Of course, I am not so naive to think that it’s possible to live a life where you never interact or have to deal with people who you disagree with.  I am related to people who prefer to live in a world where the LGBTQ+ community doesn’t exist, after all.  I would like them to change, but I know they likely won’t.  I would like for all organizations to be welcoming and supportive of our community, but it’s not realistic.  However, I believe you can voice your opinion with your purse more than you can with your tweets.

I often wonder where I should draw the line.  I wonder if I am a hypocrite in some ways.  Yes, I won’t eat Chick-fil-A but how well do I know the values of the owner of the coffee shop that I go to?  Should I toss out my Harry Potter books?  Do I need to google every organization that I interact with?

I try to live a highly principled life but I often wonder where I should be drawing the line.

Love, Hannah

 

Drag out the Vote

Drag out the Vote is coming to Minneapolis!

  • The Muse Event Center

Drag Out The Vote is partnering with @phiphiohara’s #QueensUnited & @flipphoneevents to raise money and to register voters in 2020 and get them to the polls!

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Featuring @TheGingerMinj, @monetxchange, @lee_fontaine, @jaidynnfierce, @misssherryvine, @thewendyho, @mercedesimandiamond, @martigcummings and more!

Tickets available at FlipPhoneEvents.com

What is Drag Out  The Vote?

 

Drag Out The Vote™ is a non-partisan organization that works with drag performers to promote participation in democracy. We register voters at drag events across the country. We organize drag queen-led get-out-the-vote (GOTV) activities during election cycles. Our first campaign is #DragOutTheVote2020 to register voters and get them out the polls for the November 2020 election.

Drag queens have been fighting on the front lines since the beginning of the LGBTQ rights movement. Even now, many continue to use their prominent community status to champion equality. We are looking for queens from all over the U.S. to join our movement and bring more voters — no matter their gender, race, sexuality or age — to the polls. Queens, join us here.

LGBTQ rights and women’s reproductive rights are under attack and Congress is doing little to battle climate change. It has never been more important to get registered, vote, and make your voice heard. If you want to be the first to know about our drag events and activities, join us here. Learn more about about how to get registered here.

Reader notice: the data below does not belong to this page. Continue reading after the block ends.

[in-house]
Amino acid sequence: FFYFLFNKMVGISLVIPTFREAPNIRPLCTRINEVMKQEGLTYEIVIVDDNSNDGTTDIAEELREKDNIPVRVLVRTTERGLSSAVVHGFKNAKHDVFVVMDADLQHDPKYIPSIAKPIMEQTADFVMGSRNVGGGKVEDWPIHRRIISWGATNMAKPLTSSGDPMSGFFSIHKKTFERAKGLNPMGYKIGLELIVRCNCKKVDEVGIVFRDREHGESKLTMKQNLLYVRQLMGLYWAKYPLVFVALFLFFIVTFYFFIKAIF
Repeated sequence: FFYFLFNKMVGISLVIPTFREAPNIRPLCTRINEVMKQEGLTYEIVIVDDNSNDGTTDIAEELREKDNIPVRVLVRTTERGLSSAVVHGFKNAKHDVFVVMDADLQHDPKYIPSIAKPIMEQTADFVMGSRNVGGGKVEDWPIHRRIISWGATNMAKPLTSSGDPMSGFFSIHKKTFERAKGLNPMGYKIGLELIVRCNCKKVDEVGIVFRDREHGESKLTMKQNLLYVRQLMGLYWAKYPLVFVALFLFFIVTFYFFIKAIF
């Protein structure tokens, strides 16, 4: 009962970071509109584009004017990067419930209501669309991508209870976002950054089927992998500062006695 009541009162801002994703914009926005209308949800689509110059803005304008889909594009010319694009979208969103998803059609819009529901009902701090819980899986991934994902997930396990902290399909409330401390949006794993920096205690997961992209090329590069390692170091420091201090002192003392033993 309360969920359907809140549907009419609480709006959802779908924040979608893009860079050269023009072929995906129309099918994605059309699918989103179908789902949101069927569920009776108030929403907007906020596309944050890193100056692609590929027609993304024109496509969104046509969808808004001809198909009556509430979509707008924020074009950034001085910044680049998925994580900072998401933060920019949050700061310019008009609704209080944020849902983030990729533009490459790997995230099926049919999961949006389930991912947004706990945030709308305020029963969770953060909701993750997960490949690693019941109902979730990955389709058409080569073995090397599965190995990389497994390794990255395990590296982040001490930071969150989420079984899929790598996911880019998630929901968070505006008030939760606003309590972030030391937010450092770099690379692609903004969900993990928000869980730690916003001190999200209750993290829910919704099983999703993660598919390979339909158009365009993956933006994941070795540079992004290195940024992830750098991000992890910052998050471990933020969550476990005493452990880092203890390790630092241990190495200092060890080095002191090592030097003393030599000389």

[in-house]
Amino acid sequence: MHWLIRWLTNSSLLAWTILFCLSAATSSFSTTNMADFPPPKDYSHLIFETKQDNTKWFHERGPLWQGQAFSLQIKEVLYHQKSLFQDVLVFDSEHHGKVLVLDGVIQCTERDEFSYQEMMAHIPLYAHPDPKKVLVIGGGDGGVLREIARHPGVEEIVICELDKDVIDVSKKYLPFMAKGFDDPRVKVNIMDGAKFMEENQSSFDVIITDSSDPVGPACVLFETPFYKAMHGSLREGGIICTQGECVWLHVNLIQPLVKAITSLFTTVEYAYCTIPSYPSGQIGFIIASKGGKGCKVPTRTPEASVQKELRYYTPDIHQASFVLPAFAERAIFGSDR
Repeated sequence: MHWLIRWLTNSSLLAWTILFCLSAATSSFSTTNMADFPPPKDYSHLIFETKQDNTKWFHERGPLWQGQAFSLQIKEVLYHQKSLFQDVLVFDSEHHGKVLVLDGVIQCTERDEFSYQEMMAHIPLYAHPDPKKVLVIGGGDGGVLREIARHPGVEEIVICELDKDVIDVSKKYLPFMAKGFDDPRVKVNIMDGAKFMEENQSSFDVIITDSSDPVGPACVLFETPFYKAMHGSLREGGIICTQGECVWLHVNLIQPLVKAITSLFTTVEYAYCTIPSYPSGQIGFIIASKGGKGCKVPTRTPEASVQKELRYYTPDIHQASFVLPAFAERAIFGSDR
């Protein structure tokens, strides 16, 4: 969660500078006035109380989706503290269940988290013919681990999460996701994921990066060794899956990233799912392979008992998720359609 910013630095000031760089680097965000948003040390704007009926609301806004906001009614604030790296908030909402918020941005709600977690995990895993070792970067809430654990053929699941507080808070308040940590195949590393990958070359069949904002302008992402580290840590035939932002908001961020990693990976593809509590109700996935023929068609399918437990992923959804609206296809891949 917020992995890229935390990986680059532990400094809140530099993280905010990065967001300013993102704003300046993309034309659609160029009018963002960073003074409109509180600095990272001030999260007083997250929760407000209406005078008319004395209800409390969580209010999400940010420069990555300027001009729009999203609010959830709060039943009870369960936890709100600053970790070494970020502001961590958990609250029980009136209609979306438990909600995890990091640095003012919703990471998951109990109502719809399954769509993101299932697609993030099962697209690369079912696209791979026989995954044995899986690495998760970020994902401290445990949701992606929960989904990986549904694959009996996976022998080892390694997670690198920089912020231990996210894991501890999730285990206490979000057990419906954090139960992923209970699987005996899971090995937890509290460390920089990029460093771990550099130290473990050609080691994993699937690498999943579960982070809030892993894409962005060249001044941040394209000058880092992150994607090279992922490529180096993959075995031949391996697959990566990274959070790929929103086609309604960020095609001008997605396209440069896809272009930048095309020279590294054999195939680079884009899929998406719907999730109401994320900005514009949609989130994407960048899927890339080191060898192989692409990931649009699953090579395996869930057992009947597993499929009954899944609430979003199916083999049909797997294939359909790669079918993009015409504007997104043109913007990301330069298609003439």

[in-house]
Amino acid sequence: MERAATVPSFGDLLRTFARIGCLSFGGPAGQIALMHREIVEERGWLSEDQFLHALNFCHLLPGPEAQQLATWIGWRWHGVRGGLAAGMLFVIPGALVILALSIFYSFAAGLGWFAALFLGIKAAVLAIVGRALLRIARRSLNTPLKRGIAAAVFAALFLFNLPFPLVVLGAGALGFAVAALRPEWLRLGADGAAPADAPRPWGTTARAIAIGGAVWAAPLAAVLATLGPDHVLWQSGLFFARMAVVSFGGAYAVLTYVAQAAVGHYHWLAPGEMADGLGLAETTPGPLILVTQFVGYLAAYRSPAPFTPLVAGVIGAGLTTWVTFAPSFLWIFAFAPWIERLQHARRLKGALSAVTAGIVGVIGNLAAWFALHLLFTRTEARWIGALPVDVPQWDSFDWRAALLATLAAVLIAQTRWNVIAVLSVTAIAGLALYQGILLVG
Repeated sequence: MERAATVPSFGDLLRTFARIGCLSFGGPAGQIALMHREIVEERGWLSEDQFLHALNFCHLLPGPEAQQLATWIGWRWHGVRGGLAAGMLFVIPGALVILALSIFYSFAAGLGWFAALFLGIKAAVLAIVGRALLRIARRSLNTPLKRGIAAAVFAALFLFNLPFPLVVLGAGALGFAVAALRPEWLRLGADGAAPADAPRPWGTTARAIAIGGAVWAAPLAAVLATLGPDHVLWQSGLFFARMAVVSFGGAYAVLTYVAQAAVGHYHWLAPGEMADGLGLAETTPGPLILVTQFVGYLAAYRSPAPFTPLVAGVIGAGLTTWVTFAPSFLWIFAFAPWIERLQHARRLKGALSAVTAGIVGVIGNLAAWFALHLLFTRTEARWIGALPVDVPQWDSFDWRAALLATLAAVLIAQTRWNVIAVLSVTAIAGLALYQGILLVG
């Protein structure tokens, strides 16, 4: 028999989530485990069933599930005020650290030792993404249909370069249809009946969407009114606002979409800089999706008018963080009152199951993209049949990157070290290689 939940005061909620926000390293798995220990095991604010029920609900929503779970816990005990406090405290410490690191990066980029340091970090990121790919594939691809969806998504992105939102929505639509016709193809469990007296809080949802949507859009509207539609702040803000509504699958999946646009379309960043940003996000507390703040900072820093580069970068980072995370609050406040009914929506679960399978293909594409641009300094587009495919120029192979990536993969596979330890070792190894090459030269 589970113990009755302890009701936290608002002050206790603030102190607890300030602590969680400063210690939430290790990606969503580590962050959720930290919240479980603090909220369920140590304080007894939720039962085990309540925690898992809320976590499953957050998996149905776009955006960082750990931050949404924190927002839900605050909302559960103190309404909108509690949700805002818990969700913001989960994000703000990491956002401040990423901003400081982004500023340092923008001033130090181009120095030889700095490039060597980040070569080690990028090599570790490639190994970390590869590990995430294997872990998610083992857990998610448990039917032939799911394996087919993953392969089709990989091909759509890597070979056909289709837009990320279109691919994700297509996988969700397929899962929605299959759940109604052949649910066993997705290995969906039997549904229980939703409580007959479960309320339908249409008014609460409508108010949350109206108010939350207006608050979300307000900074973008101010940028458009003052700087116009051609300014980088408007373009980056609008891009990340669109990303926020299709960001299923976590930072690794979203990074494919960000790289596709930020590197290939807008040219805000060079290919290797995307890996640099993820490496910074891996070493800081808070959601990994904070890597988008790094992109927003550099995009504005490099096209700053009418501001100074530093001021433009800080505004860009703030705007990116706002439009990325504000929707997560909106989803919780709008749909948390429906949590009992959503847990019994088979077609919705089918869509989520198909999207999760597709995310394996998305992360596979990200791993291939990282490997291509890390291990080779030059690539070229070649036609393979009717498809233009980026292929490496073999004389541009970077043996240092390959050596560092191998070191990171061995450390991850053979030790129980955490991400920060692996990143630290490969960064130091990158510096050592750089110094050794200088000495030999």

Love, Hannah

Specialized Clinics for Transgender Youth

From Public News Service:

A recent study found more U.S. teens are identifying as transgender or gender nonconforming. Health-care providers are taking notice by opening clinics that provide specialized care for these youths.

That includes a facility that recently opened in Minneapolis. It’s run by the Children’s Minnesota health system. Dr. Angela Goepferd is the medical director for the program. She said kids who fall into this group face health disparities, and their parents often lack resources when seeking guidance.

“Families often don’t know where to go or who to turn to with those questions,” Goepferd said. “And even when they do find themselves in their pediatrician or family-practice doctor’s office, there’s often still questions.”

Goepferd said kids might need to see a consultant about how they want to identify, or they might seek gender-affirming hormone treatment. She said finding the right medical expert could take several months.

Children’s Minnesota said its new clinic is one of only about a dozen of its kind in the nation

More here!

Love, Hannah

My Name is Hannah and I am a ________

I knew I couldn’t be the only one.

Growing up, I used every opportunity I could to try on a dress, a skirt or heels.  As I got older, more opportunities presented itself, especially when I had a part-time job and a driver’s license.  The freedom and the thrill and the fear of being able to go to any department of any store any time I wanted was a new world to me.

Even now when I look at dresses at a store or shop for makeup in male mode, I always wonder how I look to people around me.  I don’t care, but I still wonder.  Do others think I am shopping for my wife or myself?  Again, I don’t care what they think and truly I will never know, but still I wonder.

What I do know for sure is that I am not the first or the last male presenting person that is shopping for a new skirt or choosing a new lipstick color.

But when I was younger, despite being sure I wasn’t the only one like me, I couldn’t imagine anyone else in my life wearing what I dreamed of wearing.  I couldn’t form the words to describe who I as, or why I liked to wear what I liked to wear.  It was too complex and too simple at the same time.  People generally don’t have to explain why they like pizza or going on a bike ride because… well, why would they need to?  My thinking was (and to a certain extent still is) why do I need to explain why I wanted to wear a cute pair of panties instead of boring, ugly, and uncomfortable boxer shorts?

Of course that thinking was, and is, very naive.  It’s frustrating to be something, to want something, and to be so misunderstood once people know all of us.  It takes FOREVER to come out.  Unless the person we come out to shuts down the conversation very quickly, this revelation can begin a conversation that can span hours, weeks, or even years.  We are multi-faceted and straightforward at the same.  Why do I like to wear eyeliner or lingerie or heels?  I just do.